How would you title your autobiography?

Unlearning The Lies: The Journey to Knowledge of Self

What advice would you give to your 20-year-old self?

Spend as little time possible worrying about romance. Love is inevitable it will come. Instead, devote all your attention, focus, and efforts to your passions and dreams. Work toward them with full force. Love interests are fun but don’t take them seriously. When your life long partner arrives it will be apparent and you won’t have to guess, worry or stress. Focus on what you can offer society, that’s where you’re at your best.     

What is your choice of each of the following:

  • A song: When You Praise – Fred Hammond  
  • A place: Dakar, Senegal  
  • A moment in your life: Summer 2008; 21 years old; Guatemala City, Guatemala; first time abroad; all by myself. Beautifully terrifying


Valerie Moreno: Visual Content Creator

What lead me to Valerie was her project Afros in San Juan, which”exists to give visibility to Afro Latina beauty as seen on the Streets of San Juan, Puerto Rico and beyond”.  Being Afro-Puertorrican or even Afro-Latina, can be compared to feeling like an unexpected adopted child.  When people who haven’t had cultural exposure to Afro-Latinos me meet me, the first reaction is “you don’t look Puertorrican”.  Of course, the implications of that statement are quite lamentable and we can’t blame anyone but the media.  When people think of a Latina, many picture Sofia Vergara, Salma Hayek, or even Penelope Cruz (who is actually European), not so much someone like me or the beautiful women Valerie photographs in her work.  I am certainly a social media enthusiast because through these channels, we, the everyday people, are reclaiming power over the narratives, the images and conversations that for such a long time were only directed by large media companies.  Creatives like Valerie are gracefully dismantling stereotypes that have been long rooted in the collective consciousness, one picture at a time.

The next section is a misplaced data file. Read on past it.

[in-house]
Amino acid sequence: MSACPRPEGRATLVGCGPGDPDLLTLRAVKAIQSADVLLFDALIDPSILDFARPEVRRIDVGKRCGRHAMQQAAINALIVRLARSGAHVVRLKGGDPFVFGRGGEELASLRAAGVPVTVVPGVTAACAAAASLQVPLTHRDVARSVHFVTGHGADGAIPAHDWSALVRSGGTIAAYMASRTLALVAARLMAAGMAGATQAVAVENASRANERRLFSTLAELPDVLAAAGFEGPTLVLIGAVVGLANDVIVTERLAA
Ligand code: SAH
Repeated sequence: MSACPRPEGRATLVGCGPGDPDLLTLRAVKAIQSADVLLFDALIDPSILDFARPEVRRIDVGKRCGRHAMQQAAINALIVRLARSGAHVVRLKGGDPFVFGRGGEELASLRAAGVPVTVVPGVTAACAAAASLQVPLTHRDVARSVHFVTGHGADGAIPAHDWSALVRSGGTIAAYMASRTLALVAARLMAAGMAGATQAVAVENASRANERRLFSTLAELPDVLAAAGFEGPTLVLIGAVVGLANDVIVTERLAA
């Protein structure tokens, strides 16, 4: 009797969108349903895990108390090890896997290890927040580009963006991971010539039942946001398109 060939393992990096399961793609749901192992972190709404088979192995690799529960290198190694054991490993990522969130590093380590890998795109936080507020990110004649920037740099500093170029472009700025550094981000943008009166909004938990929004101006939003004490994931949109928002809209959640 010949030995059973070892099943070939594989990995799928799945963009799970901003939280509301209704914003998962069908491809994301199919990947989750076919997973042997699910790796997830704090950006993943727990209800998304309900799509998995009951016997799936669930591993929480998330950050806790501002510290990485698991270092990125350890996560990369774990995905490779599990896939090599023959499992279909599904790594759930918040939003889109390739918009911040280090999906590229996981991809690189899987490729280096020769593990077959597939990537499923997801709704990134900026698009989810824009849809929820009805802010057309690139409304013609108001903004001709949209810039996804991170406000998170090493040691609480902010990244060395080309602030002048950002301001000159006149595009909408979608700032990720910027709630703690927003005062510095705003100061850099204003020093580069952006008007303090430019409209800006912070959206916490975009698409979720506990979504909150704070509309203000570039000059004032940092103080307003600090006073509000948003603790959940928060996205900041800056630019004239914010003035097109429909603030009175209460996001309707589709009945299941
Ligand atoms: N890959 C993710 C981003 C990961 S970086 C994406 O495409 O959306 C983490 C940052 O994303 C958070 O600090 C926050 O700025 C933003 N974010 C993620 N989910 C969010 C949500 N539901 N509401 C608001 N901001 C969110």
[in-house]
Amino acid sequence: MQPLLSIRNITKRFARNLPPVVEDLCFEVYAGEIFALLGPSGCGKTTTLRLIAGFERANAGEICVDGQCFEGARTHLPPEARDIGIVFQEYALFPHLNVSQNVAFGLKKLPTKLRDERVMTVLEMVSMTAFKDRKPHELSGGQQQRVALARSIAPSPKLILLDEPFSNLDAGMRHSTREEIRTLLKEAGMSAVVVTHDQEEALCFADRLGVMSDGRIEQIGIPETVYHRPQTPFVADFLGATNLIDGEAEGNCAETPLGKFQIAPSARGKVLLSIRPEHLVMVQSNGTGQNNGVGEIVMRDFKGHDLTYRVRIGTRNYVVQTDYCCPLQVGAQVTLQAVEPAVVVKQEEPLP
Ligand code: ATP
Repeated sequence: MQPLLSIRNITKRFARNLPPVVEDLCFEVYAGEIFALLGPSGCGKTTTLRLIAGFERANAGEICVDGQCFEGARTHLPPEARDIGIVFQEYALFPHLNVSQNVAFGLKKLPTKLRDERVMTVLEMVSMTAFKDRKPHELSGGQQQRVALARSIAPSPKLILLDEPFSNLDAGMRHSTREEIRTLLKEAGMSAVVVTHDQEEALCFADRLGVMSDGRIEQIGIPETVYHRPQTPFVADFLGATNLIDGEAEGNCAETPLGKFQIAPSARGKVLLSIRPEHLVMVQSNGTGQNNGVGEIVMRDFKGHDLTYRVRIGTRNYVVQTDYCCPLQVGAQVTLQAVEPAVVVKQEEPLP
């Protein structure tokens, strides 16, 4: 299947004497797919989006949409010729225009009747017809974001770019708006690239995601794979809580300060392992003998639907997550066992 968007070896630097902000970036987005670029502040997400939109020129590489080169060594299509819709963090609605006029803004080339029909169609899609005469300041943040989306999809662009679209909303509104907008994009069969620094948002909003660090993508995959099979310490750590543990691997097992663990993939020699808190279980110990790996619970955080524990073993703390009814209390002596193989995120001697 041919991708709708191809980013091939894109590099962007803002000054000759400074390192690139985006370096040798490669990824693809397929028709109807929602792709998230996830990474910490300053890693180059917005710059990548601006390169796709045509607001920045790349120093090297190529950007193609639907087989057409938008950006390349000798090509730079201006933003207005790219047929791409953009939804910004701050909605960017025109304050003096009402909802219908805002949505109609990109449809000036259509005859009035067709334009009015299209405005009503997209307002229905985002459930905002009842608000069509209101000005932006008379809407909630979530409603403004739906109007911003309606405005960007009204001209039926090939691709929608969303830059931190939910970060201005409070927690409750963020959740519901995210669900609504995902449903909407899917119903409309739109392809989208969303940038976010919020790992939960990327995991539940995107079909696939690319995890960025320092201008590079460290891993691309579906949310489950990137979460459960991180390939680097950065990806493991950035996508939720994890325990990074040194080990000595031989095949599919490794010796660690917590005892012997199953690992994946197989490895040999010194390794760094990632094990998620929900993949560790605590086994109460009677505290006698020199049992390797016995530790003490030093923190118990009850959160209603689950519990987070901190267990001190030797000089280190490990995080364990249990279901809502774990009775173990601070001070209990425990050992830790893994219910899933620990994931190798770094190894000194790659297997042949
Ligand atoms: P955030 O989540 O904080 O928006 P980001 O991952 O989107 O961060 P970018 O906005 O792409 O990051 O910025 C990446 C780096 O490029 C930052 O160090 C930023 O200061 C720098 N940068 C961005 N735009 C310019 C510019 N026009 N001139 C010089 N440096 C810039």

Age: 31

Profession or Passion: I am a multi-passionate creative. That’s a pretty way of saying that I wear many hats and that I love to be part of many different projects.  That being said, I mainly create visual content for blogs, magazines, and businesses to post on their social media but I also teach part-time.

Where are you from? I am from Montreal, Canada but I am of Latino descent. My parents are originally from El Salvador.

What lead you to start the project Afros in San Juan?  In short, curls and justice. Before I got married and moved to Puerto I had never really seen black Puerto Ricans because though there are quite a few on the big screen they are always cast as other cultures. This led me to believe most Puerto Ricans looked like J-Lo which is not at all true. When I moved here I would swoon over the beautiful Afros I would see and tell myself “someone needs to be documenting this!”. It took me 3 years to actually get the courage to just start and here we are.